|Congressional Boundaries||Drawn by independent redistricting commission|
|State Boundaries||Drawn by independent redistricting commission|
|Legislative Party||Senate: Republican; House: Bipartisan Coalition Control|
Census-related Redistricting Timeline Delays
State LegislativeAlert: Low
|Final Map Deadline||2021-12-29|
Constitutional - 90 days after Census (est. 9/30/21)
In Alaska, state legislative districts are drawn by the Redistricting Board, an independent commission of five members. Per Alaska’s state constitution (Art. VI § 8), the governor appoints two commissioners, the state Senate and House majority leaders each appoint one, and the Chief Justice of the state Supreme Court appoints one. Commissioners are chosen “without regard to political affiliation.” Alaska has only one at-large congressional district, so there is no congressional redistricting.
In addition to the federal requirements of one person, one vote and the Voting Rights Act, Alaska’s state constitution (Art. VI § 6) requires that state legislative districts be contiguous, compact, preserve local government boundaries, use geographic features in describing boundaries, and preserve communities of interest, defined as “relatively integrated socio-economic area[s].”
Alaska follows a unique redistricting procedure called the Hickel process, established in the 1992 Alaska Supreme Court case Hickel v. Southeast Conference. First, the Redistricting Board must create a Hickel plan by following only the redistricting requirements set in the Alaska Constitution, as outlined above. Then, that plan is_ _tested against the Voting Rights Act; deviations from state constitutional criteria are only permitted if absolutely necessary for federal compliance.
Alaska’s state constitution (Art. VI § 10(a)) mandates that the Redistricting Board “hold public hearings” on its own proposed redistricting plan(s). In the 2011 redistricting cycle, the Board held hearings in April after releasing its draft plans. Additionally, the Redistricting Board voted unanimously to solicit public input to create a Hickel plan. The Board accepted the submission of, and invited public presentations on, proposed Hickel plans from “any individual, group, or organization.” It is probable that there will be similar opportunities for public input in 2021.
In the 2011 redistricting cycle, Alaska faced three initial lawsuits, consolidated into the In re Redistricting Cases of 2011:
- In March 2012, the Alaska Supreme Court ruled that the Redistricting Board had to redraw maps with a priority on following the Alaska Constitution, per the Hickel process.
- In May 2012, the Alaska Supreme Court struck down the Redistricting Board’s revised map, rejecting the adjustments made based on the Voting Rights Act. However, the map was still used in the interim for the 2012 elections while another remedial map was being drawn.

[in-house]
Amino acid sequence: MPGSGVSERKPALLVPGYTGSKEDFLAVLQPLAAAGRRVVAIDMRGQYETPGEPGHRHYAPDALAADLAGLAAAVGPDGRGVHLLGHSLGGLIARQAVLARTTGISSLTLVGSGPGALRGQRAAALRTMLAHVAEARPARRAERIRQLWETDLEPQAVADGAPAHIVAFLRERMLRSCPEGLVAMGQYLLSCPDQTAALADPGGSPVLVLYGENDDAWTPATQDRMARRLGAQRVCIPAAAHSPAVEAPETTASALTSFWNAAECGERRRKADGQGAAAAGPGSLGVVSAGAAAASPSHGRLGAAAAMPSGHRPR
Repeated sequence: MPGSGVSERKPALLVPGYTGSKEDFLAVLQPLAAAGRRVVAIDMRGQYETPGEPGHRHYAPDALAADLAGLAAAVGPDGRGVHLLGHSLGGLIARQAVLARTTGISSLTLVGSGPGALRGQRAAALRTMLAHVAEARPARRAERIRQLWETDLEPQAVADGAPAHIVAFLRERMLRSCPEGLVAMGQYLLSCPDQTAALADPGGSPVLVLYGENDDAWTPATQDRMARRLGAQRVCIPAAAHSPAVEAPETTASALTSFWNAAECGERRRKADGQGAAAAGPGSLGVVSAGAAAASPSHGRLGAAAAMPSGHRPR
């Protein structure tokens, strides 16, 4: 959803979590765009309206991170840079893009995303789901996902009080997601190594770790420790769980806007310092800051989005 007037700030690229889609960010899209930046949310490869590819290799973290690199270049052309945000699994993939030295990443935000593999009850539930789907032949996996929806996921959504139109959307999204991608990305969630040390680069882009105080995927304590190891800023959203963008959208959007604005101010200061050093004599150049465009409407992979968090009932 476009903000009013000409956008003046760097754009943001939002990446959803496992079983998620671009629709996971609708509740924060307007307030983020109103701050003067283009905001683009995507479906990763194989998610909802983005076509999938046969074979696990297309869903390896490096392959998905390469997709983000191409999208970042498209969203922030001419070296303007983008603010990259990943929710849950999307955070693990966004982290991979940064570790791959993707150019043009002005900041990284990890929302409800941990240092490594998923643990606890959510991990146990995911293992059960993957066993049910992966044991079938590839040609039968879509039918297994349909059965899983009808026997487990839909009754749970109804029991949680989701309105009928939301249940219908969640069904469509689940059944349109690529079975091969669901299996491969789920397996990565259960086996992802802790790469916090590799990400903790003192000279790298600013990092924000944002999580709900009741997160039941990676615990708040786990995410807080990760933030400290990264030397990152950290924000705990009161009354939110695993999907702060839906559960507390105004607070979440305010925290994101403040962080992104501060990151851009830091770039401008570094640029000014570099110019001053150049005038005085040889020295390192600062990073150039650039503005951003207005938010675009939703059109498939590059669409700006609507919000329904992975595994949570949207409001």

- In November 2013, the trial court rejected plaintiffs’ challenges to the remedial plans and adopted the new map.
One potential concern is the impact of redistricting on Alaska Natives. In 2012, Albert Kookesh, the co-chair of the Alaska Federation of Natives who lost his own state Senate seat, blamed redistricting as a contributing factor in the diminishing power of Natives in the Legislature; Redistricting Board Chair John Torgerson denied fault.
This will be Alaska’s first cycle without the protections of Section 5 of the Voting Rights Act, which was struck down in the 2013 Supreme Court case Shelby County v. Holder. In the absence of preclearance requirements for communities of color (especially Native American communities), observers should closely monitor every step of the redistricting process to ensure fair treatment for all. Luckily, the Alaska Supreme Court has been relatively active in scrutinizing redistricting schemes.
Participate in the Board’s public input process:
- Obtain Alaska redistricting data from OpenPrecincts.
- Start to plan out what defines your community – whether it’s a shared economic interest, school districts, or other social or other cultural, historical, or economic interests – and how that can be represented on a map. This will come in handy once the commission starts collecting feedback.
- Use software tools such as Dave's Redistricting App and Districtr to draw district maps showing either (a) what a fair map would look like, or (b) where the community you believe should be better represented is located.
If you find fault with the final maps submitted by the Redistricting Board, you have the right to appeal to the Alaska Superior Court. Any Alaska voter has 30 days to file an application to “compel correction of any error in redistricting” (Alaska Const. Art. VI § 11).